• Weezyrider

      Upgrade with what? Suppose you buy your own phone at full price? Or unlocked?

    • Anonymous

      In this case, I don’t think even buying an unlocked phone will be an option for out of contract T-Mobile smartphone customers that want 3G data service. Once AT&T deactivates T-Mobile’s 3G network to upgrade it to LTE, you’ll most likely need a new AT&T SIM that works on AT&T’s 3G network on another frequency and a new phone that supports those frequencies. You can bet AT&T will only give out these SIM cards to T-Mobile customers that are still in-contract. Out of contract customers will be required to sign a contract with AT&T or use their pay as you go plan for 3G data.

  • Ggonzalez44

    I’m a fckn tmobile employee!!! Wth’s gonna happen!!??
    I had Sunday off and I find this out when I missed church todayy!!!!
    Wow I am definitely being punished
    And we had just seen a retarded video on phillip fckn humm “reasuring” our stable job…
    Talk about missing the memo lol
    I’m stoked about going to work tomorow

    • Kickyindahead

      maybe you shouldnt have missed church …

  • Anonymous

    this is horrific

  • BeVol13

    If this does go through I might just head over to credo mobile. If you have not heard of them check out their prices, the closest I have found to tmobile. The phones are limited but about the same as at&t. And they are kinda a “green” hippy dippy company. I love my tmobile, but do not want to be an at&t customer. No unlimited data f that.

    • http://www.volkswagen.de Quailallstar

      Very cool. Looks like another Boost/Virgin mobile value carrier that uses Sprint airwaves.

  • Anon

    I have never left a comment like this before, but this is appalling ! Ever more concentrated corporate control is ANTI-competitive and ANTI-consumer. Just yesterday I stopped to complain at AT&T affiliate store because after recent move to Brooklyn , NY only to discover that my previously functioning AT&T iPad (1 ) 3G is now running @ 0.16 mbts ! ( I ran a test) . That’s when it isn’t falling offline completely, unable to find one bar, or running at the speed of the La brea tarpits on “edge”. AT&T is notoriously bad on service and coverage already especially in the NY metro area,, and they cannot handle the volume they already have! ( they were infamously unprepared for iphone and iPad launches and what should have been predictable data demands. ( the store operator told’ me so many people have iPhones in this area that it grinds everything to a halt, and we might as well be in Oshkosh without a cell tower for days!)/They also lured people in with an unlimited plan for iPad so brief in duration very few apple employees I have spoken to even know it existed! T mobile users prepare to be screwed, and with ascendant monopoly AT &T will get to dictate/ control ever fewer options for consumers.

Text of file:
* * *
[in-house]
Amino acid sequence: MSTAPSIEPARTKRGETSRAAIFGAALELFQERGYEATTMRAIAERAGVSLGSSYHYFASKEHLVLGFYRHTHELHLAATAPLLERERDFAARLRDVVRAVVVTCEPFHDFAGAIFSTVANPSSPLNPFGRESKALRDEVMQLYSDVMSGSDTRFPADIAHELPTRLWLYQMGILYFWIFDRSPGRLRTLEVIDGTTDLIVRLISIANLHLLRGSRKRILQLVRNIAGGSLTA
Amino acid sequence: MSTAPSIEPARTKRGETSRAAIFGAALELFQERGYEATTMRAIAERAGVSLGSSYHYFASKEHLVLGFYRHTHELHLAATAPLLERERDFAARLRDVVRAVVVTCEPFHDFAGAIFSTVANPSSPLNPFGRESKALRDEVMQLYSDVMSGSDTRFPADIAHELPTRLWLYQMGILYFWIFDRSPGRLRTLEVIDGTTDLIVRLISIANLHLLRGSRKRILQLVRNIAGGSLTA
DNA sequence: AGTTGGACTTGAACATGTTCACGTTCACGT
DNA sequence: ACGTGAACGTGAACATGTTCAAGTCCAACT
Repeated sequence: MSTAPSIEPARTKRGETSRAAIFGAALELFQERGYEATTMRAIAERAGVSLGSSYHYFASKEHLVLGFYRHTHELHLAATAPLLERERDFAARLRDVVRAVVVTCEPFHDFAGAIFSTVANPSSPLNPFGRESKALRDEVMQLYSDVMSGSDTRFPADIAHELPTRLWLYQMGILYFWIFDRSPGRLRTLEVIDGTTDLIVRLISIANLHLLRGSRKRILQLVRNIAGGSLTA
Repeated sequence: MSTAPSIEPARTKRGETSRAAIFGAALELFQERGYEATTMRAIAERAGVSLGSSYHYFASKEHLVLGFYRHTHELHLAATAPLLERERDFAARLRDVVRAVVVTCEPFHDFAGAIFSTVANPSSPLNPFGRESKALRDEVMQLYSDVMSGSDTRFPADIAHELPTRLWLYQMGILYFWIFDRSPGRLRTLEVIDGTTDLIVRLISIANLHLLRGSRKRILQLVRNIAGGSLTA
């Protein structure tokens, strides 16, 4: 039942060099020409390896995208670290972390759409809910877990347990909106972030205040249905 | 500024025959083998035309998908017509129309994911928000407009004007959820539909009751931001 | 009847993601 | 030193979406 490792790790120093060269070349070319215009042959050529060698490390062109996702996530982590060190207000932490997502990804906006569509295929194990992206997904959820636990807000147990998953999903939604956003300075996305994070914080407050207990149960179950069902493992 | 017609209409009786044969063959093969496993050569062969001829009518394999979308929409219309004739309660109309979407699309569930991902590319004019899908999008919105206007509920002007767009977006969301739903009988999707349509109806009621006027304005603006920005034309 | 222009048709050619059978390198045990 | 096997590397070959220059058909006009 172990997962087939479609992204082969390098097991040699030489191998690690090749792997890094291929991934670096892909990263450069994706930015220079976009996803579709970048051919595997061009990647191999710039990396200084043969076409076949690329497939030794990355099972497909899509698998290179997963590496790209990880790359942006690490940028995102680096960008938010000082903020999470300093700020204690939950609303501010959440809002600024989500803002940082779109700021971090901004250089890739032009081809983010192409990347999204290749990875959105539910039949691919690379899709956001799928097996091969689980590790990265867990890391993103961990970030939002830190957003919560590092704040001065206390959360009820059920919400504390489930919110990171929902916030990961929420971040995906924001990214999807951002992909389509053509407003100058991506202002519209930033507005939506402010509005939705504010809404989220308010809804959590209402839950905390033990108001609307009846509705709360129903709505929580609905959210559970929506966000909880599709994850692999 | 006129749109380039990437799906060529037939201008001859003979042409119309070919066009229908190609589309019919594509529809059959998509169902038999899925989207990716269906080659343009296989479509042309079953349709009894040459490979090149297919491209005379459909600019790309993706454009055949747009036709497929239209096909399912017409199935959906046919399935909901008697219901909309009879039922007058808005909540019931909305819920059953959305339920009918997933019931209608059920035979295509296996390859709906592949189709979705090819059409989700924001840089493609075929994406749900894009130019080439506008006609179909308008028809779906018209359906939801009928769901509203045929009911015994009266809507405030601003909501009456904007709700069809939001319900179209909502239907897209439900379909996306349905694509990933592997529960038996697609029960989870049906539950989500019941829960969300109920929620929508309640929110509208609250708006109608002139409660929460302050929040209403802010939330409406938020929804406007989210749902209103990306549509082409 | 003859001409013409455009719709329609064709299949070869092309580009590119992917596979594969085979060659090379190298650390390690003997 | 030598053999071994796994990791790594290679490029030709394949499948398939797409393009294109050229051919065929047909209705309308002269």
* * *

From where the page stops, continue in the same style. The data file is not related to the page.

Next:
• Anonymous

      So this would be better news for you as an AT&T customer, since AT&T would gain the Tmo towers as well, which would relieve strain on the system and provide greater 3G speeds and more coverage than it currently has. More towers=more capacity+wider coverage area.

      • Anon

        One would think, if we were dealing with anyone but AT&T . I left them before for boost, to avoid the inflated surcharges, and overly complex billing and nonresponsiveness to customer complaints — after my phone was stolen in Europe,. Even tho I reported it stolen immediately, and had passport stamps to document that I could not possibly have made the calls, they attempted to charge me nearly $ 2000.oo. An ongoing battle of over a year– they would agree to remove charges, then renege . Destroyed my credit, no help from AT&T reps supervisors just a nightmare. Would never have gone back to them if were not for ( yes I will confess) , mr jobs innovation. But I feel pretty sure in their hands this will somehow end up costing more, while providing less!

        • Anonymous

          Interesting…they “destroyed your credit”, yet you went back to them because of the iPhone?

          Really?

    • p as in pumpkin

      well… this would solve your speed problem. I like how you stopped into a store to complain. Like the guy at the store is going to climb the tower and flip a switch for you.

      “all set!”
      “whats with the cut cord?”
      “oh… thats for effect” <—- cable guy

  • cybah

    Sad.. I was just thinking the other day how happy I was as a long time T-Mobile customer. I may have to switch to Verizon now. I really want nothing to do with AT&T. (or Sprint for that matter, I left them for T-Mo). At least now I can dump Windows Mobile and get an iPhone. Glad I didnt qualify for an upgrade during their free phone event a few weeks ago.